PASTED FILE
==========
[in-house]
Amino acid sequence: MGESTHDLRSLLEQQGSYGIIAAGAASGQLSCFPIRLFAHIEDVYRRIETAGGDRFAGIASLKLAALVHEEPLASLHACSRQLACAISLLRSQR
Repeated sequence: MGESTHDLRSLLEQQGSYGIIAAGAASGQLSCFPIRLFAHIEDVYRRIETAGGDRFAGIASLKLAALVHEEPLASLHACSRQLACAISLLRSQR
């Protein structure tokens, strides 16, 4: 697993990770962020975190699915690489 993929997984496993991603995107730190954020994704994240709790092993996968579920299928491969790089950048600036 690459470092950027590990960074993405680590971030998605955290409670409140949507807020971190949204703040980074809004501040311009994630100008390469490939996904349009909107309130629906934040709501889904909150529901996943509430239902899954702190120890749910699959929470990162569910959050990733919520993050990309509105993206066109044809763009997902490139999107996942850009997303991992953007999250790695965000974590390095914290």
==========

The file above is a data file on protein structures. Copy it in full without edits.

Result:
[in-house]
Amino acid sequence: MGESTHDLRSLLEQQGSYGIIAAGAASGQLSCFPIRLFAHIEDVYRRIETAGGDRFAGIASLKLAALVHEEPLASLHACSRQLACAISLLRSQR
Repeated sequence: MGESTHDLRSLLEQQGSYGIIAAGAASGQLSCFPIRLFAHIEDVYRRIETAGGDRFAGIASLKLAALVHEEPLASLHACSRQLACAISLLRSQR
């Protein structure tokens, strides 16, 4: 697993990770962020975190699915690489 993929997984496993991603995107730190954020994704994240709790092993996968579920299928491969790089950048600036 690459470092950027590990960074993405680590971030998605955290409670409140949507807020971190949204703040980074809004501040311009994630100008390469490939996904349009909107309130629906934040709501889904909150529901996943509430239902899954702190120890749910699959929470990162569910959050990733919520993050990309509105993206066109044809763009997902490139999107996942850009997303991992953007999250790695965000974590390095914290």